The Golf GTI was the groundbreaking hot hatchback that balanced flexible power with capable handling, and today’s version is true to its roots. Model year 2015 finds the GTI in its seventh generation, and predictably, it’s been well received.
The 2015 GTI was a hit with the triumvirate of enthusiast magazines – Motor Trend‘s Car of the Year, an Automobile Magazine All-Star and a Car and Driver 10 Best.
It has also been rated a Top Safety Pick by the Insurance Institute of Highway Safety. This points to the broad appeal the GTI has.
If you’re shopping the GTI, you’re probably also considering competitors like the Hyundai Veloster and Scion FR-S, and maybe even muscle cars like the Dodge Challenger and Ford Mustang.
GTI prices start at just under $25K for the base S 2-door. You’d add $600 to that for the 4-door, which also throws in partial power adjustments for the front seats.
The test car is the mid-level SE, which starts just under $28K and adds the allegedly panoramic sunroof…
…keyless access push-button start…
…the Fender premium audio system…
…and leather seating, rain sensing wipers and a rearview camera.
Then there’s the GTI Autobahn, at just over $30K. It’s available only as a 4-door and comes with 12-way power seats, navigation and dual-zone climate controls.
You can add the $1,495 Performance Package to the SE and Autobahn, and it brings an extra 10 horsepower, bigger brakes and a mechanical limited-slip differential, which improves upon the sensors that control wheelspin in the base cars.
If you want still more performance, then you’d add VW’s new-to-the-US DCC adaptive-damping system, which adjusts the compression and rebound rates for each wheel. You can get DCC only on GTIs with the Performance Package, and it’s another $800.
The tested SE had no options, and with the $820 destination charge, it rang up at $28,215.
The red LED accent lighting in the door panels and sills are standard on all GTIs, and they’re a nice touch.
The LED foglights are standard on all GTIs as well.
The 2015 Golf is the first US car to come from VW’s MQB platform, which will form the basis of everything from tiny hatchbacks to larger sedans. It uses common positioning for the engine, front axle and pedal box. With the Golf, VW says it gives a cab-backward appearance, which we’d agree with.
If you’re not sure you’re looking at a 2015, these new A-pillar windows are a tip-off.
The GTI’s base engine is VW’s EA888 two-liter turbo four with 210 horsepower. More impressive is the 258 pound feet of torque, which picks up at a low 1500 rpm and peaks at 4500 rpm.. The Performance Package gets its extra 10 horses from holding the torque peak til 4700 rpm.
I didn’t miss the extra horses; the GTI’s engine revs freely and feels beefy with all that torque.
Handling is a delight. Standard GTI wheels are blade-patterned 18-inchers, and extra-grippy summer tires were a no-cost option on the test car.
A single tap of a console button allows you to shut off ASR traction control…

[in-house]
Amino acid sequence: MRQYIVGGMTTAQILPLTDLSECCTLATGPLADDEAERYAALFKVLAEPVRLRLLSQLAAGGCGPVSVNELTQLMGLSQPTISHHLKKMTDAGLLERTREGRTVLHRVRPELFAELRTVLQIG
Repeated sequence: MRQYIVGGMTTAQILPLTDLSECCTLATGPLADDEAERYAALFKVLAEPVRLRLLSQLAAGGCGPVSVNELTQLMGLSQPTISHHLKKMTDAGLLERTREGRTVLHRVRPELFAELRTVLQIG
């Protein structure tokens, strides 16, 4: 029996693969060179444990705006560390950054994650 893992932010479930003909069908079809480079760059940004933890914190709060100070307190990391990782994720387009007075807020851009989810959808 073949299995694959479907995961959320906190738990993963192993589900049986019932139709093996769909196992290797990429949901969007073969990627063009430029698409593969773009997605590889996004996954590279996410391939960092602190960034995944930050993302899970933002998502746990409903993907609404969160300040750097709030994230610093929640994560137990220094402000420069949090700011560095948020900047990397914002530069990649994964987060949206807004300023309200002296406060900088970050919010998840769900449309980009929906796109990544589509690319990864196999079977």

…and if you hold the button longer than three seconds, you get a higher threshold before the electronic stability control kicks in.
Shutting off traction control was important, as its engagement turned hard acceleration into a series of shutdowns as the tires scrabbled to get the GTI up to speed.
The manual six-speed shifter is a dream to run through the gears. Short throws and VW’s typically well-damped gates are in full supply here.
Variable gearing reduces the steering ratio to an incredibly quick 2.1 turns lock-to-lock, and the suspension’s transitional behavior – the period of turning off-center and into a curve – is silky and confident.
And so the GTI always feels ready to spring.
Inside, the GTI impresses with rich materials and up-to-date tech.
Front seats have plenty of support for shoulders…
…and for thighs. They feel supportive and don’t have any kind of weird squeezes.
There’s a neat sliding bin under the driver’s cushion.
Rear seating is on the compact side, with sub-36-inch legroom. But unlike other sportsters, the rear seat is comfy, and the view out is expansive.
Trunk room is also excellent for a car with this kind of athletic ability, with a mid-sized-sedan-like capacity of 16 very usable cubic feet.
Rear seatbacks fold flat, albeit with a bit of a bump above the trunk floor.
There’s room enough for an over-five-inch smartphone in the rubberized console bin…
…and VW’s proprietary MDI media connector comes out from the glove compartment and lands there as well.
The glove box has slots for CDs and SD cards.
The console continues the neat VW touch of allowing you to notch up the cushion to land more accurately under lankier arms…
…and there’s a power point underneath.
There’s another power point on the trunk wall, next to a convenient little hook for your bags.
A car as practical and capable and flat-out fun as the GTI is should be on every buyer’s shopping list.
It’s so rewarding to drive that it becomes an extension of yourself, as the best sports cars do.
Then as now, the GTI is one for the history books.
Tell us in the comments – what do YOU think of the GTI?
2015 Volkswagen Golf GTI SE
Base Price: $27,395
– no extra-cost options –
Destination Charge: $820
Price As Tested: $28,215
“Panoramic” overstates the sunroof’s scope
Price creeps up with performance options
VW’s MDI requires tracking down compatible connectors for your devices – no on-board USB connectors